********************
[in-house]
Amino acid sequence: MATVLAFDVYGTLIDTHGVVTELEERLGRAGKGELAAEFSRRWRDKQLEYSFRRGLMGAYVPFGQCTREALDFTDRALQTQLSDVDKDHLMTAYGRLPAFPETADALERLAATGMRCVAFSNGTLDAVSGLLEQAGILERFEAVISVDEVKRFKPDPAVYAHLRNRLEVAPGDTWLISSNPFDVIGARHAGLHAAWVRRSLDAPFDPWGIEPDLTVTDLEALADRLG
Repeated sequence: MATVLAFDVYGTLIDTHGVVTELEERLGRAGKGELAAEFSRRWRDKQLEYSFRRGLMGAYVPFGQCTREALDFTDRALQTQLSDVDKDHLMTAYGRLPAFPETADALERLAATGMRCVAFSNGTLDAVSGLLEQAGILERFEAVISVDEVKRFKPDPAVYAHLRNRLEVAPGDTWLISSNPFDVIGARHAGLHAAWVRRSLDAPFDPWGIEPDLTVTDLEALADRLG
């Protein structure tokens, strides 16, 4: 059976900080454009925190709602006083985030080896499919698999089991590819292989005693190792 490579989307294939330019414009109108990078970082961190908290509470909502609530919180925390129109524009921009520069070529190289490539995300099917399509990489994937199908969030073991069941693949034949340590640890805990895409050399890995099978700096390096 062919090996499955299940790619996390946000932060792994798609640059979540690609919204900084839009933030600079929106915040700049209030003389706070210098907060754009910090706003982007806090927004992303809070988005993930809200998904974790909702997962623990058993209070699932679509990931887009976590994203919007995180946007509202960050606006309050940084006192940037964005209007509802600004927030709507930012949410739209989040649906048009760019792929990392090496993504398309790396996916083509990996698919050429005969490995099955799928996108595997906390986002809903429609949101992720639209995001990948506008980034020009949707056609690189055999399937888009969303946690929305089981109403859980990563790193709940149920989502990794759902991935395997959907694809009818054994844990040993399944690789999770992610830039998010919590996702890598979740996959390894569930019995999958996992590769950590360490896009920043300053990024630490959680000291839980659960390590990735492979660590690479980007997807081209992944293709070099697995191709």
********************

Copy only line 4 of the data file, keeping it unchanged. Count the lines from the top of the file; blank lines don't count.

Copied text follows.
């Protein structure tokens, strides 16, 4: 059976900080454009925190709602006083985030080896499919698999089991590819292989005693190792 490579989307294939330019414009109108990078970082961190908290509470909502609530919180925390129109524009921009520069070529190289490539995300099917399509990489994937199908969030073991069941693949034949340590640890805990895409050399890995099978700096390096 062919090996499955299940790619996390946000932060792994798609640059979540690609919204900084839009933030600079929106915040700049209030003389706070210098907060754009910090706003982007806090927004992303809070988005993930809200998904974790909702997962623990058993209070699932679509990931887009976590994203919007995180946007509202960050606006309050940084006192940037964005209007509802600004927030709507930012949410739209989040649906048009760019792929990392090496993504398309790396996916083509990996698919050429005969490995099955799928996108595997906390986002809903429609949101992720639209995001990948506008980034020009949707056609690189055999399937888009969303946690929305089981109403859980990563790193709940149920989502990794759902991935395997959907694809009818054994844990040993399944690789999770992610830039998010919590996702890598979740996959390894569930019995999958996992590769950590360490896009920043300053990024630490959680000291839980659960390590990735492979660590690479980007997807081209992944293709070099697995191709």